The Plan to Make the Plan
Categories: Sales Planning
“A goal without a plan is just a wish.” - Antoine de Saint-Exupéry
It’s that time of year again when elite sellers are putting together their plan for 2020. Early in my career, I remember having an incredible year of performance. I was the top rep in my region and preparing to go to Hawaii for President’s Club. It was, by far, my biggest income year to date. Sounds like a great story, right? It was actually one of my darkest hours in selling. Let me set the stage for you.
It was about 7pm and I was sitting in my cubicle in Southfield, Michigan. I was holding my final commission check for that year in my hand. It was a big number and it was exactly what I was expecting it to be. You would think that I would have been overjoyed in that moment, but I was not. In fact, I was the exact opposite. I just sat there staring at the check. My good friend, Keith, came up to my desk and saw me sitting there with my head looking down. He took one look at my commission check and went crazy. He was hooting and hollering and then he realized that something was off. He asked me what was wrong, and I just shook my head and told him, “Nothing, I’m good." Keith was a good friend and he knew something was not right. Later that night he called my boss, Pete, and told him that something was going on.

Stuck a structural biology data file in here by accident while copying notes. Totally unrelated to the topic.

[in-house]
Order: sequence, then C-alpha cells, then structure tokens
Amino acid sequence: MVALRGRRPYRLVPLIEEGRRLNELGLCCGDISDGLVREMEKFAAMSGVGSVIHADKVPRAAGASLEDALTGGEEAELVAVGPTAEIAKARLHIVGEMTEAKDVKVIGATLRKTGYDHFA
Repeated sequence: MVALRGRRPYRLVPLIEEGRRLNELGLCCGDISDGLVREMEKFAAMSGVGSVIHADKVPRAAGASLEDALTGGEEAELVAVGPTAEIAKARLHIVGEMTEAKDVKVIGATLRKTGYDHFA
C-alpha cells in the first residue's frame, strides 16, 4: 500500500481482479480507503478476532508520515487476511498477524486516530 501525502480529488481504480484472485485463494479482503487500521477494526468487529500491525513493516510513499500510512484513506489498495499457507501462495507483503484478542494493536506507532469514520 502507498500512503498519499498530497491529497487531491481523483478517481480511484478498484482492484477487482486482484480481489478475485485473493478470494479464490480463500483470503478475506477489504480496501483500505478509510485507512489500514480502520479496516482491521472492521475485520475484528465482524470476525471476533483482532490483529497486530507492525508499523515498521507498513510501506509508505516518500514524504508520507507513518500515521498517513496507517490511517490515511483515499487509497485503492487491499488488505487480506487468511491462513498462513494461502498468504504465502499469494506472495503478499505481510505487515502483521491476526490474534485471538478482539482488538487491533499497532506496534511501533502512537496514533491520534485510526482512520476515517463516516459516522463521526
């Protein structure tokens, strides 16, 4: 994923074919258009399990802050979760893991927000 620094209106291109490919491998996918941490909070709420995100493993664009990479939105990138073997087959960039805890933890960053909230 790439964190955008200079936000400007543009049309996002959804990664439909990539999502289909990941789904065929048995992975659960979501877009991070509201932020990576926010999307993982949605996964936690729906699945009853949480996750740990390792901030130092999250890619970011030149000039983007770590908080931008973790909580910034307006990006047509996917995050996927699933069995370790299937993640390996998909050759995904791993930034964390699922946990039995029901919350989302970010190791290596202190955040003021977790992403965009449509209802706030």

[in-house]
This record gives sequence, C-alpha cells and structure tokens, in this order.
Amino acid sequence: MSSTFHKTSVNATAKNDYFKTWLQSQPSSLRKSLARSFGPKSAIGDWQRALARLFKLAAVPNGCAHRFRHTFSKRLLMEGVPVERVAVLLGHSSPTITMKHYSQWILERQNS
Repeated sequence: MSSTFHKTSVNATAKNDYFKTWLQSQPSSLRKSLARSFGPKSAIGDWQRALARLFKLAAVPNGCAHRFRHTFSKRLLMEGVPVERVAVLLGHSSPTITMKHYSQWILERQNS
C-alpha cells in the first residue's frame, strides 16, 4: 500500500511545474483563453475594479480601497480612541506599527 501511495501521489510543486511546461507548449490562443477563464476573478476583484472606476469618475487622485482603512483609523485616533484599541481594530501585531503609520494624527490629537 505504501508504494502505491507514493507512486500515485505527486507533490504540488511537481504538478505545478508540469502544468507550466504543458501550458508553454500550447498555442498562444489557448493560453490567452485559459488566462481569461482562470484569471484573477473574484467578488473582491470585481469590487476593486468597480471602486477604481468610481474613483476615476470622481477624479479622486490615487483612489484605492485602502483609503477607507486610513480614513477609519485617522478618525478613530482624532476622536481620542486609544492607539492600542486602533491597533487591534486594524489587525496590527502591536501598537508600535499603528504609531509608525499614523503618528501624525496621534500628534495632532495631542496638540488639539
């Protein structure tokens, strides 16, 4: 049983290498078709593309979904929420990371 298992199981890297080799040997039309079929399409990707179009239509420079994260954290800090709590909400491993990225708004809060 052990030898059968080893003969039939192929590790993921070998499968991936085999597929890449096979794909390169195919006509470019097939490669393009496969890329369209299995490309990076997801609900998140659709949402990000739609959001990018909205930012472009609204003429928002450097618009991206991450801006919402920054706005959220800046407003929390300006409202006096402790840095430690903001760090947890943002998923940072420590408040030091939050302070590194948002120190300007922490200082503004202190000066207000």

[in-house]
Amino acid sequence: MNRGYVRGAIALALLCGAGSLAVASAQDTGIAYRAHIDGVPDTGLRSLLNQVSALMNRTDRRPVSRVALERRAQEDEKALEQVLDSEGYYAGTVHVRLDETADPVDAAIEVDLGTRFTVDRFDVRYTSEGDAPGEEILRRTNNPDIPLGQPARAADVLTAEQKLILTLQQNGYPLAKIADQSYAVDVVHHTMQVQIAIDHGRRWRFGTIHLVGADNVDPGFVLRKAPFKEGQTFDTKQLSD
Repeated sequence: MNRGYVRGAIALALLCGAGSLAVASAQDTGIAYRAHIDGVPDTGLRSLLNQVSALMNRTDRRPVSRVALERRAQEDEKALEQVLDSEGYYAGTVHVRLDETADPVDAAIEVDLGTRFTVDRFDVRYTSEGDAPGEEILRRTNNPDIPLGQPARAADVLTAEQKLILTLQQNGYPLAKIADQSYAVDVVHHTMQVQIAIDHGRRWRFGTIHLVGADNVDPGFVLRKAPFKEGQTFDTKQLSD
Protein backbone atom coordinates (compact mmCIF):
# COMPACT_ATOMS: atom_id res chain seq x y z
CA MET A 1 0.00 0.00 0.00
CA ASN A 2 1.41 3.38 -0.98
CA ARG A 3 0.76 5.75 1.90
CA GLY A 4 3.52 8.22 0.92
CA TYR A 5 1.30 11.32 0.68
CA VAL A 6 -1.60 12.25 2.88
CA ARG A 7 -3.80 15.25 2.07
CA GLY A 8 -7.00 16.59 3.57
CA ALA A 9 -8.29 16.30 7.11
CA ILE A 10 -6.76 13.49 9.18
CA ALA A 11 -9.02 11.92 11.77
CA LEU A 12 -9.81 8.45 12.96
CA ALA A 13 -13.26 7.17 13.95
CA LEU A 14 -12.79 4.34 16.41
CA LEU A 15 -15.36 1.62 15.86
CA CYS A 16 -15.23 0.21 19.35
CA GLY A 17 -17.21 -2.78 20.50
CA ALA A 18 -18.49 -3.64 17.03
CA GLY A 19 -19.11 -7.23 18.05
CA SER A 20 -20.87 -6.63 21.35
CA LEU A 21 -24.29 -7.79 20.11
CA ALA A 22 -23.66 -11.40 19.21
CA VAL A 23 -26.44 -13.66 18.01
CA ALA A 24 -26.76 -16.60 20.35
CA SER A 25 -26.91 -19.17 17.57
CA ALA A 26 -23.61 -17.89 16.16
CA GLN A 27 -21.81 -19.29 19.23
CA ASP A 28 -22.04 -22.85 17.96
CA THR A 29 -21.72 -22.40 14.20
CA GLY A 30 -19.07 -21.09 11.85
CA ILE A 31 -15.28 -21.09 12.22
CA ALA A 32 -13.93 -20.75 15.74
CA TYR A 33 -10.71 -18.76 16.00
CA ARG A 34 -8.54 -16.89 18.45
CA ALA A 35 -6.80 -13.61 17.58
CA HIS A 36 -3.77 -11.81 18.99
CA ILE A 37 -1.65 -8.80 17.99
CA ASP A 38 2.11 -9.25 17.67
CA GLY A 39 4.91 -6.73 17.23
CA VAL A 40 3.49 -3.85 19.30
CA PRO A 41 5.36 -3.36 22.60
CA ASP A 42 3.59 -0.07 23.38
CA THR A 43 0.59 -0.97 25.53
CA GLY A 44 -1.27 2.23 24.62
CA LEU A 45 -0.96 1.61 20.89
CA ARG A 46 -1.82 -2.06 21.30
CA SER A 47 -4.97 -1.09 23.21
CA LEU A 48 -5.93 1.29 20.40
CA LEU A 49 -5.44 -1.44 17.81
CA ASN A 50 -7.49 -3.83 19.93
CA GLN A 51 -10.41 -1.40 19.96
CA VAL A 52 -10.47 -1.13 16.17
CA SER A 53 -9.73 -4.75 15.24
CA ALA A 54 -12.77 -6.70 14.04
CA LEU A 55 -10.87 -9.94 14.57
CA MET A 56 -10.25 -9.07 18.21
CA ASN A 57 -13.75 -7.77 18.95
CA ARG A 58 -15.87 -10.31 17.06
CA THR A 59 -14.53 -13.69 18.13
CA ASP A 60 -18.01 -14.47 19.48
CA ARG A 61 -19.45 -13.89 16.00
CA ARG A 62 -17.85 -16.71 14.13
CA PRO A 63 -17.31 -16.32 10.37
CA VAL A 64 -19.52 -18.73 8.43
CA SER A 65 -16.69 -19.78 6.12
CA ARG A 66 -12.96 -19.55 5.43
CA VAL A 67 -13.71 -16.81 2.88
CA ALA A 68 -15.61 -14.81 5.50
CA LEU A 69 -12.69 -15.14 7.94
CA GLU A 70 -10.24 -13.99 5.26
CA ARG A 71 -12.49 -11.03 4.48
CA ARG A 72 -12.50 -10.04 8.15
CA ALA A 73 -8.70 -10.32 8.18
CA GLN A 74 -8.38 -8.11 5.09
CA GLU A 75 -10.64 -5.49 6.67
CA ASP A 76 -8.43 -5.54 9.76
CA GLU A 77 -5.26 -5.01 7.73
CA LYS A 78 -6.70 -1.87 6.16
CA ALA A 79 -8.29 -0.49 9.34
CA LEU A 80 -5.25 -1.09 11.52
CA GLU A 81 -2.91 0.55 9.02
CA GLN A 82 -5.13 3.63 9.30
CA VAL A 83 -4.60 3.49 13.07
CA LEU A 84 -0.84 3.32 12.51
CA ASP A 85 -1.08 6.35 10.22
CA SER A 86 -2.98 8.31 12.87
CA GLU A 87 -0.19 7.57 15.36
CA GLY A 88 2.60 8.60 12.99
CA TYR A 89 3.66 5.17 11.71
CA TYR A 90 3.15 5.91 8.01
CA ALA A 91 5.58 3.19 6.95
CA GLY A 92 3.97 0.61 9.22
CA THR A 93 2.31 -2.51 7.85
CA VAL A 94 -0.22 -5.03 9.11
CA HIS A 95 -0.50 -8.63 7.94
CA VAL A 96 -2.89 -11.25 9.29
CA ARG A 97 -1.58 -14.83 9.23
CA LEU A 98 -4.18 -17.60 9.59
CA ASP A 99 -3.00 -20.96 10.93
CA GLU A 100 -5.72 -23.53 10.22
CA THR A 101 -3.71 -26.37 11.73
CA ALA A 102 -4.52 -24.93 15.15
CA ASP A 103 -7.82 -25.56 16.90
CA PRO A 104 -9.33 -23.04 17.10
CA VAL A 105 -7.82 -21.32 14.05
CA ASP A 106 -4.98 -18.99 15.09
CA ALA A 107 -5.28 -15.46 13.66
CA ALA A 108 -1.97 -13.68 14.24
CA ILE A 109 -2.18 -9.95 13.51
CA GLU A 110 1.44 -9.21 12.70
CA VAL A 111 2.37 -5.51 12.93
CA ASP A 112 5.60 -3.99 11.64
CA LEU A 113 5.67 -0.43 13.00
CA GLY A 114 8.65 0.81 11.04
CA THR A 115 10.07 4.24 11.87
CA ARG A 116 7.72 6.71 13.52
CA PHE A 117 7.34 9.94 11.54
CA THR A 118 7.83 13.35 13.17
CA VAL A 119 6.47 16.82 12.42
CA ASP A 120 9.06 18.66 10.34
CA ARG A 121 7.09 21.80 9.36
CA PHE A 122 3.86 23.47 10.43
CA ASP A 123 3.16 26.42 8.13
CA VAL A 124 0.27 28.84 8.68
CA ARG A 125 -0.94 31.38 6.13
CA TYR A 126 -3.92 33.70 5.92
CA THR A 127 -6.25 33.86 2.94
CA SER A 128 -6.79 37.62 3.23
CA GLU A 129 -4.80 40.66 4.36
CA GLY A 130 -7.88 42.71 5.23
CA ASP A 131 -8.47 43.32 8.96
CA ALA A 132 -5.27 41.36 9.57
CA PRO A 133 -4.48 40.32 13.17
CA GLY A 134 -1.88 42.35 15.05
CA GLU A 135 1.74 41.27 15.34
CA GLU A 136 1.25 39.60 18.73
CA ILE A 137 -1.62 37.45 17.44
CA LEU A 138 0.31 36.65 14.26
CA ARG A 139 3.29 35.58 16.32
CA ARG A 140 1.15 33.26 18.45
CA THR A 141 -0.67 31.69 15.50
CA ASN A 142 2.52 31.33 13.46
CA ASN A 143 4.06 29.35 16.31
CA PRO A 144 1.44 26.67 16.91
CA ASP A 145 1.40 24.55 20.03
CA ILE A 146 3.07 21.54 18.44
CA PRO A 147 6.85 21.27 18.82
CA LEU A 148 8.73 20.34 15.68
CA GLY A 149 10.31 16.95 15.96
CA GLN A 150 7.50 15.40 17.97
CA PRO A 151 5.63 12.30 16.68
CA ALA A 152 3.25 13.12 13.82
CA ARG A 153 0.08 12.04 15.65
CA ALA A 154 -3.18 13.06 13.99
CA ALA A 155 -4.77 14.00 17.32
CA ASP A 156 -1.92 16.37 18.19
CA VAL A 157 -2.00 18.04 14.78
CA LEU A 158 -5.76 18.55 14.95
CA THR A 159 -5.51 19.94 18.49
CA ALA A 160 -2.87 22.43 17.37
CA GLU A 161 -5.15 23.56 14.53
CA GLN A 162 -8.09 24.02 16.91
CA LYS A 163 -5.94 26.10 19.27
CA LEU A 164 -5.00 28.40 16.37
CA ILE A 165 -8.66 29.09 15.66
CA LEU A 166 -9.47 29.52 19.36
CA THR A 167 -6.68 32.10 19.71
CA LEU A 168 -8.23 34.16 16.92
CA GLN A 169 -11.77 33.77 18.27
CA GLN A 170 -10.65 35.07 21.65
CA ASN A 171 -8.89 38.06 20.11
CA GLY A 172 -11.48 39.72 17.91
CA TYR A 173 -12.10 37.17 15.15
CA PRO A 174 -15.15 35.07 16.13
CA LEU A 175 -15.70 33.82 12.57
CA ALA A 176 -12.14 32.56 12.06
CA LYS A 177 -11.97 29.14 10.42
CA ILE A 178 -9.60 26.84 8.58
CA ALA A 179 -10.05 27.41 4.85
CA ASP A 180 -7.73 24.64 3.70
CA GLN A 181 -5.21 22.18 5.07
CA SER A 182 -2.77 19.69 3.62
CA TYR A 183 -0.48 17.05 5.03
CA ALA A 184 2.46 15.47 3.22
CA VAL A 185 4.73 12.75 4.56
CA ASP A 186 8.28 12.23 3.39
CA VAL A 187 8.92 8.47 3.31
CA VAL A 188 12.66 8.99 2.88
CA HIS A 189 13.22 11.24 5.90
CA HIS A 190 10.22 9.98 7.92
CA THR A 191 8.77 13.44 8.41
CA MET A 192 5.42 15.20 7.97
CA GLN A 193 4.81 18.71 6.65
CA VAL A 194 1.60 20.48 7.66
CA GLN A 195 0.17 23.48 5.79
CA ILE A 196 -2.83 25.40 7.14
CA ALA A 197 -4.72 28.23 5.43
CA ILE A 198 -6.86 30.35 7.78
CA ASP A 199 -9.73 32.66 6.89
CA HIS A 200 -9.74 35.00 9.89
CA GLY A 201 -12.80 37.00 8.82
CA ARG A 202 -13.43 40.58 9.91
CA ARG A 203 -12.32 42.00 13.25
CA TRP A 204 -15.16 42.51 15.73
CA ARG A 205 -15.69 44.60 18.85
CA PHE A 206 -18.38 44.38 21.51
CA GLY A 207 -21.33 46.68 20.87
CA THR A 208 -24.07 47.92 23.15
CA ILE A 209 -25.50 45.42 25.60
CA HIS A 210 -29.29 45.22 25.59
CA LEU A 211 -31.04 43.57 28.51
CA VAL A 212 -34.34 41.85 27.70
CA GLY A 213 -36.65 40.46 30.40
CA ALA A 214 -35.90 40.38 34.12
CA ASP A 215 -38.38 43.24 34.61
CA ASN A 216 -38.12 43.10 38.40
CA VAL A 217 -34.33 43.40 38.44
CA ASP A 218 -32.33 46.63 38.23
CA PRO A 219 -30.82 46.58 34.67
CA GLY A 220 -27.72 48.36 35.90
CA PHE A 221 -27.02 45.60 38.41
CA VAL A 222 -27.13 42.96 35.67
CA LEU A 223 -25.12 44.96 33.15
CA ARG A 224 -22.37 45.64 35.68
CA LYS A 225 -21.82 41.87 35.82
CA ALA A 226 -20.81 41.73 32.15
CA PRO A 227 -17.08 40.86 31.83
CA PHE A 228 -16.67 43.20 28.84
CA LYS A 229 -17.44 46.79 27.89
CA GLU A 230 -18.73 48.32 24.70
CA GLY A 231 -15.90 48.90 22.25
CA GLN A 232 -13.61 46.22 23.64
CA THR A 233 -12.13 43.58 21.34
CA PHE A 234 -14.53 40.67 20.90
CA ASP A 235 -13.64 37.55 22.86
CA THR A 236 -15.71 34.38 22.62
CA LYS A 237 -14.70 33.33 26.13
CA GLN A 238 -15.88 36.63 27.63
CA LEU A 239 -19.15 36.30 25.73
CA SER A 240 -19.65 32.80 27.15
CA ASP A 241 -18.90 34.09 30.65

Any idea what the problem was?
One of my favorite Lombardi quotes is, “I firmly believe that any man/woman’s finest hour, the greatest fulfillment of all that he/she holds dear, is that moment when he/she has worked his/her heart out in a good cause and lies exhausted on the field of battle - victorious.”